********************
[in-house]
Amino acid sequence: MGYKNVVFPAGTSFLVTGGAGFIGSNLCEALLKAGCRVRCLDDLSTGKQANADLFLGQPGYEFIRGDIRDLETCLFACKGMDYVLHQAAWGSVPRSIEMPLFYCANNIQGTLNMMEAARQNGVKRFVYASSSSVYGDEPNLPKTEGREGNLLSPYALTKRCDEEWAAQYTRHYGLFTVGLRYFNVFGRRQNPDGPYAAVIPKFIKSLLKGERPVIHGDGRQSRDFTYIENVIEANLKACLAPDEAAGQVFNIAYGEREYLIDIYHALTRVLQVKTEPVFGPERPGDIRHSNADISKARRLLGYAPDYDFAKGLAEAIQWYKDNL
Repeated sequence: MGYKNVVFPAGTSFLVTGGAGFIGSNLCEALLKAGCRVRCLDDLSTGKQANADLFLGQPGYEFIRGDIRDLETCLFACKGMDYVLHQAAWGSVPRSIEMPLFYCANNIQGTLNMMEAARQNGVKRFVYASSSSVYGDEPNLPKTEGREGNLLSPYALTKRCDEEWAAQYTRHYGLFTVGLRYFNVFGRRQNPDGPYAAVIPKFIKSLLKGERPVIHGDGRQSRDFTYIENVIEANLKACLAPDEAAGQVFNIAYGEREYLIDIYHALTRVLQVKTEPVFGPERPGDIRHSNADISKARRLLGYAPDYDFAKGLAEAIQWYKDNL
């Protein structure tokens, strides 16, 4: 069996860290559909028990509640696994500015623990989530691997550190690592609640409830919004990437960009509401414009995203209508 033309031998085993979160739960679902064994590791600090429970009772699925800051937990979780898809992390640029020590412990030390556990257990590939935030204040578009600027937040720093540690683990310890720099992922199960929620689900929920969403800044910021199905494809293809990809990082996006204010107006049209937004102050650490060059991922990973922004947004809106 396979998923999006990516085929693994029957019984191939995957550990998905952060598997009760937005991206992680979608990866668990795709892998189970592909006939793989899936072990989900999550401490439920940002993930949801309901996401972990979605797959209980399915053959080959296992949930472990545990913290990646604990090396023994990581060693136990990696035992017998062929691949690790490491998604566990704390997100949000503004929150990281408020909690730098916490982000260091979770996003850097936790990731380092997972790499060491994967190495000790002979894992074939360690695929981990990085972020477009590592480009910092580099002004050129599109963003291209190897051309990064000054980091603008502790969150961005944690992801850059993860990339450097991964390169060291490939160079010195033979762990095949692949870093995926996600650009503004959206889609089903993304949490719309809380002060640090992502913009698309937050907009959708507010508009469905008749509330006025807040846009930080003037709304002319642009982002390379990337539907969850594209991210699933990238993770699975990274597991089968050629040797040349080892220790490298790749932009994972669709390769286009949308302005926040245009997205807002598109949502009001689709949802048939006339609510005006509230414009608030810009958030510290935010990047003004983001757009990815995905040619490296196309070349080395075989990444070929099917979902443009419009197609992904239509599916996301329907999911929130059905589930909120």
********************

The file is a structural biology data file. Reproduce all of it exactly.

[in-house]
Amino acid sequence: MGYKNVVFPAGTSFLVTGGAGFIGSNLCEALLKAGCRVRCLDDLSTGKQANADLFLGQPGYEFIRGDIRDLETCLFACKGMDYVLHQAAWGSVPRSIEMPLFYCANNIQGTLNMMEAARQNGVKRFVYASSSSVYGDEPNLPKTEGREGNLLSPYALTKRCDEEWAAQYTRHYGLFTVGLRYFNVFGRRQNPDGPYAAVIPKFIKSLLKGERPVIHGDGRQSRDFTYIENVIEANLKACLAPDEAAGQVFNIAYGEREYLIDIYHALTRVLQVKTEPVFGPERPGDIRHSNADISKARRLLGYAPDYDFAKGLAEAIQWYKDNL
Repeated sequence: MGYKNVVFPAGTSFLVTGGAGFIGSNLCEALLKAGCRVRCLDDLSTGKQANADLFLGQPGYEFIRGDIRDLETCLFACKGMDYVLHQAAWGSVPRSIEMPLFYCANNIQGTLNMMEAARQNGVKRFVYASSSSVYGDEPNLPKTEGREGNLLSPYALTKRCDEEWAAQYTRHYGLFTVGLRYFNVFGRRQNPDGPYAAVIPKFIKSLLKGERPVIHGDGRQSRDFTYIENVIEANLKACLAPDEAAGQVFNIAYGEREYLIDIYHALTRVLQVKTEPVFGPERPGDIRHSNADISKARRLLGYAPDYDFAKGLAEAIQWYKDNL
């Protein structure tokens, strides 16, 4: 069996860290559909028990509640696994500015623990989530691997550190690592609640409830919004990437960009509401414009995203209508 033309031998085993979160739960679902064994590791600090429970009772699925800051937990979780898809992390640029020590412990030390556990257990590939935030204040578009600027937040720093540690683990310890720099992922199960929620689900929920969403800044910021199905494809293809990809990082996006204010107006049209937004102050650490060059991922990973922004947004809106 396979998923999006990516085929693994029957019984191939995957550990998905952060598997009760937005991206992680979608990866668990795709892998189970592909006939793989899936072990989900999550401490439920940002993930949801309901996401972990979605797959209980399915053959080959296992949930472990545990913290990646604990090396023994990581060693136990990696035992017998062929691949690790490491998604566990704390997100949000503004929150990281408020909690730098916490982000260091979770996003850097936790990731380092997972790499060491994967190495000790002979894992074939360690695929981990990085972020477009590592480009910092580099002004050129599109963003291209190897051309990064000054980091603008502790969150961005944690992801850059993860990339450097991964390169060291490939160079010195033979762990095949692949870093995926996600650009503004959206889609089903993304949490719309809380002060640090992502913009698309937050907009959708507010508009469905008749509330006025807040846009930080003037709304002319642009982002390379990337539907969850594209991210699933990238993770699975990274597991089968050629040797040349080892220790490298790749932009994972669709390769286009949308302005926040245009997205807002598109949502009001689709949802048939006339609510005006509230414009608030810009958030510290935010990047003004983001757009990815995905040619490296196309070349080395075989990444070929099917979902443009419009197609992904239509599916996301329907999911929130059905589930909120």